Goodwill Excel Center - Memphis
Memphis Goodwill, Tennessee
"The Excel Center brings hope and economic opportunity to communities, families, and individuals. Through the power of education, Goodwill's goal is to set people on a pathway towards better career prospects that lead to economic self-sufficiency and breaking the cycle of poverty."
While high school completion is valuable from both a student and societal perspective, many students do not finish. In 2017, there were 2.1 million dropout students between the ages of 16 and 24. In Shelby County, Tennessee specifically, there are approximately 131,000 adults who are without a high school diploma. For these individuals, it is more difficult to earn a living wage and more likely that they fall into the cycle of poverty. In response to this issue, the Goodwill Excel Center in Memphis, TN works with adults who did not complete high school earlier in life and provides them with services and classes to help them earn their diplomas.
Existing research suggests that low dropout rates persist for a number of reasons, some of which involve low perceived returns to education and unsuccessful behavioral management. These low completion rates are concerning given that educational attainment can be significant for an individual’s economic success and general well-being. For example, average earnings for workers who complete secondary school are over 40 percent greater than those of workers who complete primary school. Other research shows that increasing years of schooling can improve life outcomes outside of earnings and employment, such as increasing life expectancy and reducing behaviors that adversely affect health.
Notably, past studies find a much greater value of the high school diploma compared to alternative credentials like the General Educational Development (GED) test for both earnings and employment outcomes (Cameron & Heckman, 1993). While the returns to a high school diploma are found to be consistently significant across these outcomes, the research about the returns to a GED have found mixed results about its value. For those that did not finish high school earlier in life, a high school diploma is more likely to have a positive impact on their economic opportunity.
When it comes to encouraging students to complete their degree program, research has shown encouraging results for comprehensive support services, which have been successful at moving voucher recipients to opportunity neighborhoods, increasing self-sufficiency among social service recipients, and improving academic outcomes at both at the college level and at the high school level.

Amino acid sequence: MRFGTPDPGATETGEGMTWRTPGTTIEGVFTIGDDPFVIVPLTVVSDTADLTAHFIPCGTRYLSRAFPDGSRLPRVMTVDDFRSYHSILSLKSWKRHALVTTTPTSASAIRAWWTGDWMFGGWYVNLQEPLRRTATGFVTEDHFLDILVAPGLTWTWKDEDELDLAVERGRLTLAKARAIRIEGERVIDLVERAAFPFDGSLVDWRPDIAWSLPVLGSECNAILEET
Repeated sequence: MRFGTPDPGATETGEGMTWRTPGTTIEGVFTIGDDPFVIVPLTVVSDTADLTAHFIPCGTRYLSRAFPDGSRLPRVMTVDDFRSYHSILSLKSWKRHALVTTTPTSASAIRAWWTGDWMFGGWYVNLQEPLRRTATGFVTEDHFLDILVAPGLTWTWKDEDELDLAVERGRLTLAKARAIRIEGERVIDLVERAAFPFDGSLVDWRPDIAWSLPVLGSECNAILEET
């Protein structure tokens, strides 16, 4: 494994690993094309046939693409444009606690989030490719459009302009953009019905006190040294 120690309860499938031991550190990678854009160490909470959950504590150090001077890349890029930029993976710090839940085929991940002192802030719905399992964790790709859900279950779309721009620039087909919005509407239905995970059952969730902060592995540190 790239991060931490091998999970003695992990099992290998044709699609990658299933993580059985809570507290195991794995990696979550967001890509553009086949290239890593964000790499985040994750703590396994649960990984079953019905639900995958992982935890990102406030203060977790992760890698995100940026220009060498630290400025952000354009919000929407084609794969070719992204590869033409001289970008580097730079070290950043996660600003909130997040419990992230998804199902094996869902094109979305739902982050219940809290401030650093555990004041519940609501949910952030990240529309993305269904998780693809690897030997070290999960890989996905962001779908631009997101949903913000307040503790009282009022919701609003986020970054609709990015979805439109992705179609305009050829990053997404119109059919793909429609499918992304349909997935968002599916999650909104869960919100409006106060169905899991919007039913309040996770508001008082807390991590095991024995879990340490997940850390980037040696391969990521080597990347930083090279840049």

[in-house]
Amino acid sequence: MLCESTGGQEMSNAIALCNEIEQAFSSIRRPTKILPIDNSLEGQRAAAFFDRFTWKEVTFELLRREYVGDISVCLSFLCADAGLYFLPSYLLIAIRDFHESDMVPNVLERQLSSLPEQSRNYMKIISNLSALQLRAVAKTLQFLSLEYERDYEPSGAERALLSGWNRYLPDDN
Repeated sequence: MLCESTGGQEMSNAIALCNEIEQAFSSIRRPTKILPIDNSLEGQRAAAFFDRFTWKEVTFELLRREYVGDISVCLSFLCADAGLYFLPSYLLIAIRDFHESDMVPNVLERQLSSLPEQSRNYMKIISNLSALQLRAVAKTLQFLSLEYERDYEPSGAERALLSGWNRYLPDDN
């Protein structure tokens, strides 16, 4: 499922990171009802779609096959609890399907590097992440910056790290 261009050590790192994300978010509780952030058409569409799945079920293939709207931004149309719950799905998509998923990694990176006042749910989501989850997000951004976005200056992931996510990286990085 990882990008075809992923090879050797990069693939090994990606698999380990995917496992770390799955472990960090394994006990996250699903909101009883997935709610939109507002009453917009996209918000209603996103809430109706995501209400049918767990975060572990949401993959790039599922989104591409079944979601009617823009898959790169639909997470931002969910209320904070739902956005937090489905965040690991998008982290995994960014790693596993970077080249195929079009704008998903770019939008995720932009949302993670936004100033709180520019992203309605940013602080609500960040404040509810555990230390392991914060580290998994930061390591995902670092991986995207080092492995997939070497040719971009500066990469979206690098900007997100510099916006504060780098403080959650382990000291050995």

For these reasons, the Excel Center’s innovative model of comprehensive support services alongside an opportunity to earn a high school diploma—not just an alternative credential like the GED—offers a promising solution for those that didn’t finish high school earlier in life.
The Excel Center is committed to increasing attainment of high school diplomas for low-income individuals by giving them the necessary guidance and tools to be successful in school and achieve better labor market outcomes. In addition to their academic curriculum, services provided for students include free childcare, transportation vouchers to get to school, life coaching, expedited term periods, opportunities to earn industry-recognized certificates, and flexible class schedules.
The Excel Center is completely tuition-free for its students, including life coaching and additional support services.
Can an adult high school improve educational and economic outcomes for those who didn't receive their diploma earlier in life?
- Students who enroll at the Goodwill Memphis Excel Center will attain their GED and/or high school diploma at a higher rate.
- These students will also demonstrate improved outcomes related to employment and post-secondary enrollment.
Research Study Design
The Goodwill Excel Center Memphis study is a randomized controlled trial. Any individual that applies and is eligible to enroll at the Excel Center will be eligible to participate in the study.
Because the Excel Center has a limited capacity to serve students in the Shelby County area, students will be selected for enrollment by a random lottery from their wait list when spots open at their school. Those selected by the lottery to enroll will participate in Excel Center programming as usual, and will become members of the treatment group. Those not selected will not enroll at the Excel Center, but will have access to other services in Shelby County.
Following the conclusion of the study, LEO researchers will compare educational and economic outcomes between those that enrolled at the Excel Center in Memphis, and those that did not.
(Photo credit: Goodwill Memphis Excel Center)